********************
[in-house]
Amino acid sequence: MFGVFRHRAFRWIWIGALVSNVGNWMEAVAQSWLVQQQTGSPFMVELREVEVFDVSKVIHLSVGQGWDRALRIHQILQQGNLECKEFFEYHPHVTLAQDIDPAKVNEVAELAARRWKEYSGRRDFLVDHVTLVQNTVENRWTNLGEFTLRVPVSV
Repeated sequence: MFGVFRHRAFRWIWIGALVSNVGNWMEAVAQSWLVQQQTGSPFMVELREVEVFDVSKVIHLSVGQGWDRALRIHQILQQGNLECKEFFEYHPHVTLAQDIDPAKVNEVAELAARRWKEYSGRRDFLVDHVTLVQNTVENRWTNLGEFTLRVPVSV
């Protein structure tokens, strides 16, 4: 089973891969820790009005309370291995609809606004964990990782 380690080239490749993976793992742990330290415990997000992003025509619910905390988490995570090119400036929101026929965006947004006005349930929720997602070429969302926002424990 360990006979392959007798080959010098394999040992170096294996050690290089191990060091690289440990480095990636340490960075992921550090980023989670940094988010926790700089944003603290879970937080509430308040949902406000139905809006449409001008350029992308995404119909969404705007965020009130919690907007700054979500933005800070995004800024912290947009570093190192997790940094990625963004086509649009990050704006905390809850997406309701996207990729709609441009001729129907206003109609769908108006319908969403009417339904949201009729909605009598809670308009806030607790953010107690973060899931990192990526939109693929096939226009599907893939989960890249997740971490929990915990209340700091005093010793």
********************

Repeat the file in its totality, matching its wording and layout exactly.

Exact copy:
[in-house]
Amino acid sequence: MFGVFRHRAFRWIWIGALVSNVGNWMEAVAQSWLVQQQTGSPFMVELREVEVFDVSKVIHLSVGQGWDRALRIHQILQQGNLECKEFFEYHPHVTLAQDIDPAKVNEVAELAARRWKEYSGRRDFLVDHVTLVQNTVENRWTNLGEFTLRVPVSV
Repeated sequence: MFGVFRHRAFRWIWIGALVSNVGNWMEAVAQSWLVQQQTGSPFMVELREVEVFDVSKVIHLSVGQGWDRALRIHQILQQGNLECKEFFEYHPHVTLAQDIDPAKVNEVAELAARRWKEYSGRRDFLVDHVTLVQNTVENRWTNLGEFTLRVPVSV
């Protein structure tokens, strides 16, 4: 089973891969820790009005309370291995609809606004964990990782 380690080239490749993976793992742990330290415990997000992003025509619910905390988490995570090119400036929101026929965006947004006005349930929720997602070429969302926002424990 360990006979392959007798080959010098394999040992170096294996050690290089191990060091690289440990480095990636340490960075992921550090980023989670940094988010926790700089944003603290879970937080509430308040949902406000139905809006449409001008350029992308995404119909969404705007965020009130919690907007700054979500933005800070995004800024912290947009570093190192997790940094990625963004086509649009990050704006905390809850997406309701996207990729709609441009001729129907206003109609769908108006319908969403009417339904949201009729909605009598809670308009806030607790953010107690973060899931990192990526939109693929096939226009599907893939989960890249997740971490929990915990209340700091005093010793």